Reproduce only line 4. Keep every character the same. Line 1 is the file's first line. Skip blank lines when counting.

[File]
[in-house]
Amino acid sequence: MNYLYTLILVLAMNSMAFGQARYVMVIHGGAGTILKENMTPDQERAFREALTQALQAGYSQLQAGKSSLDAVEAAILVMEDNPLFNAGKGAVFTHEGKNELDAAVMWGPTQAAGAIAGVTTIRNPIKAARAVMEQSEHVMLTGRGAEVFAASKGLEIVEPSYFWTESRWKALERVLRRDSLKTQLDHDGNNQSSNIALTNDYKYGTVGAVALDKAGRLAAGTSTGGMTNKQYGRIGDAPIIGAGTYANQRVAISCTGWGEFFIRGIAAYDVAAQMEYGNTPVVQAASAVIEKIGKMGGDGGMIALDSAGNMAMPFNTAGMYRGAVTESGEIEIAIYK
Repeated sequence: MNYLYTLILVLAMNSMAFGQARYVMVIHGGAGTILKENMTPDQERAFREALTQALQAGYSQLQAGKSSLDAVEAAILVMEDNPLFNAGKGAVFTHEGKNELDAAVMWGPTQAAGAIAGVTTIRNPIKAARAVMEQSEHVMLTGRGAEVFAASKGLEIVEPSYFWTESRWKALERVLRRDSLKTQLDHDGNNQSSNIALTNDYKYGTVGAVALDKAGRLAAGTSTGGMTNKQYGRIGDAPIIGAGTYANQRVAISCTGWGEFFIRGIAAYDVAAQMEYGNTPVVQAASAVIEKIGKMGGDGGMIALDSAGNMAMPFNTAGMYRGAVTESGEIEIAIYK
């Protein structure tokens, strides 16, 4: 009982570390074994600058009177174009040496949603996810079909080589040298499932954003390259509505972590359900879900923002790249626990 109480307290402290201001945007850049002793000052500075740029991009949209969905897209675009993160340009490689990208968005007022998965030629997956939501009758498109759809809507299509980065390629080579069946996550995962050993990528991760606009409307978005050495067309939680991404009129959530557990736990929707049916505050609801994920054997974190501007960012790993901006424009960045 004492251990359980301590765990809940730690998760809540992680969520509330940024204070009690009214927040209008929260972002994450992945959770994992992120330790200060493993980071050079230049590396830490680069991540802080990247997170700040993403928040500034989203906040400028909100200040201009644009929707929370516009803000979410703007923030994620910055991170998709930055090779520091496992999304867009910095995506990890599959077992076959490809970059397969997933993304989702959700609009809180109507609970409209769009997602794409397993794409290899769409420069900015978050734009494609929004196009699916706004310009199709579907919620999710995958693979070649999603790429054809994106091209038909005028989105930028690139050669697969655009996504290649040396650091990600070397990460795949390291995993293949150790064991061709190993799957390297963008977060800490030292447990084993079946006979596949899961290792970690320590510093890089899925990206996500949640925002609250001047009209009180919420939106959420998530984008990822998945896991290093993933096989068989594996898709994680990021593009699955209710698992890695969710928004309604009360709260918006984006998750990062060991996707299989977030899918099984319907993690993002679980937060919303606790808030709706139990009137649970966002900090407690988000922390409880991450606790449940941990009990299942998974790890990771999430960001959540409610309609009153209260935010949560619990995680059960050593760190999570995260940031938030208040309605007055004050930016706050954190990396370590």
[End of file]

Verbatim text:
């Protein structure tokens, strides 16, 4: 009982570390074994600058009177174009040496949603996810079909080589040298499932954003390259509505972590359900879900923002790249626990 109480307290402290201001945007850049002793000052500075740029991009949209969905897209675009993160340009490689990208968005007022998965030629997956939501009758498109759809809507299509980065390629080579069946996550995962050993990528991760606009409307978005050495067309939680991404009129959530557990736990929707049916505050609801994920054997974190501007960012790993901006424009960045 004492251990359980301590765990809940730690998760809540992680969520509330940024204070009690009214927040209008929260972002994450992945959770994992992120330790200060493993980071050079230049590396830490680069991540802080990247997170700040993403928040500034989203906040400028909100200040201009644009929707929370516009803000979410703007923030994620910055991170998709930055090779520091496992999304867009910095995506990890599959077992076959490809970059397969997933993304989702959700609009809180109507609970409209769009997602794409397993794409290899769409420069900015978050734009494609929004196009699916706004310009199709579907919620999710995958693979070649999603790429054809994106091209038909005028989105930028690139050669697969655009996504290649040396650091990600070397990460795949390291995993293949150790064991061709190993799957390297963008977060800490030292447990084993079946006979596949899961290792970690320590510093890089899925990206996500949640925002609250001047009209009180919420939106959420998530984008990822998945896991290093993933096989068989594996898709994680990021593009699955209710698992890695969710928004309604009360709260918006984006998750990062060991996707299989977030899918099984319907993690993002679980937060919303606790808030709706139990009137649970966002900090407690988000922390409880991450606790449940941990009990299942998974790890990771999430960001959540409610309609009153209260935010949560619990995680059960050593760190999570995260940031938030208040309605007055004050930016706050954190990396370590």